Snapchat co-founder Evan Spiegel ’12 and his family provided an undisclosed amount of funding for Stanford’s Black Community Services Center (BCSC) and Ujamaa House, creating a permanent source of funding for the organizations. The donation, which was announced by Stanford News in November, will expand BCSC’s educational, leadership and cultural programs, as well as those provided at Ujamaa House.
Spiegel’s “intentionally targeted donation is a great model for how tech companies, corporations, and other businesses can contribute to Black, Indigenous, and other communities of color in addition to poor peoples,” wrote Micheal Brown ’22, the chair of the BCSC Leadership Development Committee, in an email to The Daily. “And these donations should be made to all sorts of non-profits and civic organizations.”
But some voiced concerns that the donation was an attempt on Spiegel’s part to absolve himself of past wrongdoings, including sexist emails he reportedly sent as a member of the Kappa Sigma fraternity.
“I’m glad that the Black spaces have been endowed,” law professor Michele Dauber wrote on Twitter. “But it saddens me greatly that this white man, who sent these emails that exhibited misogyny, homophobia and intersectional bias, would be the person to do so. It’s tremendously on brand.”
Snapchat, where Spiegel is currently CEO, declined to comment on the issue, and declined to provide a way for The Daily to contact him. Dauber and the current president of Kappa Sigma also did not respond to request for comment.
Brown said he does not see how the emails are related to the donation.
“The donation is about providing opportunities for Black students at Stanford, a PWI [predominantly white institution] which has historically underfunded resources for Black communities, and the donation does not implicate anything about alleged wronging or controversy,” Brown wrote.
University spokesperson E.J. Miranda wrote that “The University recognizes that systemic injustice and anti-Black racism are essential issues for our nation and community to address, and that advancing diversity, equity and inclusion on campus will require significant cultural and institutional changes.”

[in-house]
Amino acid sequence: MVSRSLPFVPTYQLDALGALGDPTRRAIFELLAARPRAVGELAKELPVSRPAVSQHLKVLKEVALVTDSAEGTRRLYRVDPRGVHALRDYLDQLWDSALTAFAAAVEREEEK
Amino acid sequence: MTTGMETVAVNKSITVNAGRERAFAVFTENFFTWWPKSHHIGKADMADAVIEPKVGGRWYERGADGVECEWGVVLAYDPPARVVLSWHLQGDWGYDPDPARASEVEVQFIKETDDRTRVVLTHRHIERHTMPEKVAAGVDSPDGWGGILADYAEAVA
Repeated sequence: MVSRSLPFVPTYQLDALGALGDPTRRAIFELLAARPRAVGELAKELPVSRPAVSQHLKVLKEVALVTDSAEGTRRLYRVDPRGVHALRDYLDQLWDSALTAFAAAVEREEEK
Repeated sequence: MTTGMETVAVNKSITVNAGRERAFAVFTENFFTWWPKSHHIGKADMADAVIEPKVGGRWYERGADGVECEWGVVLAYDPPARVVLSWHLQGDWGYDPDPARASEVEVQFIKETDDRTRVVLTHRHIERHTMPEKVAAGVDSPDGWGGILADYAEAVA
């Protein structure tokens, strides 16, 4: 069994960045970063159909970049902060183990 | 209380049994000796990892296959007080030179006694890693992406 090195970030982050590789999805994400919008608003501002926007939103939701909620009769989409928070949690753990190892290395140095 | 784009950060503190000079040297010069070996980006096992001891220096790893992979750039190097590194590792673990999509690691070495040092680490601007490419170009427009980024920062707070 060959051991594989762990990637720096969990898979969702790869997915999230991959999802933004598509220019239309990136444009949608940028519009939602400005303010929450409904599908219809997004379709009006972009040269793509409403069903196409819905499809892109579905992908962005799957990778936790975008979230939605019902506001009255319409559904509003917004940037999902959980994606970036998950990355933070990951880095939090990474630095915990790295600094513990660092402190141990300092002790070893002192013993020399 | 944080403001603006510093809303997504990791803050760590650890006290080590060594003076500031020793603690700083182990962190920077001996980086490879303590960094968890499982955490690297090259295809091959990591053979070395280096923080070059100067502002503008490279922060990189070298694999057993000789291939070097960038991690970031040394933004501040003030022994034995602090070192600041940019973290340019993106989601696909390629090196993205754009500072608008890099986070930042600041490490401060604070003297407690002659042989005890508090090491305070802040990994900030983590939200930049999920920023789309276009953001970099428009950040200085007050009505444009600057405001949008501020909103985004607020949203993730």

Brown, the chair of the Undergraduate Senate, also said the University should see the donation as an indicator when deciding how to allocate funds.
“The University should see this donation as a signal of how they should move forward, with funding more for Black studies, the MLK Research Center, and other centers and resources for other communities,” Brown wrote.
Brown added that “ … the University has repeatedly failed to provide adequate support and funding for programming for marginalized communities, including the Black community.”
Students and faculty have consistently criticized the University for what they see as inadequate support for the Martin Luther King, Jr. Research and Education Institute. The institute, which is housed in a temporary building, operates on an annual budget of about $500,000, according to director Clayborne Carson.
When asked whether the University would use the donation as an example, Miranda wrote, “Our hope is that this gift will serve as an inspiration to the many alumni, parents and friends who share our commitment to creating a more inclusive and equitable institution.”
Along with supporting the BCSC, the gift will support Ujamaa’s resident fellow (RF) and will make the position a named one, retitling it the Jan Barker-Alexander Resident Fellow in Ujamaa after the house’s longtime RF who has held the role since 2006.
“‘I am humbled and thankful for this gift in support of Ujamaa and the BCSC,’” Barker-Alexander told Stanford News.
Spiegel has contributed to other efforts in addition to his recent donation to the BCSC and Ujamaa House. With Snapchat co-founder Bobby Murphy ’10, he created the Snap Foundation, which aims to “develop pathways to the creative economy for underrepresented youth in Los Angeles.”
The foundation reportedly contributed more than $3 million to meet needs created by the COVID-19 pandemic.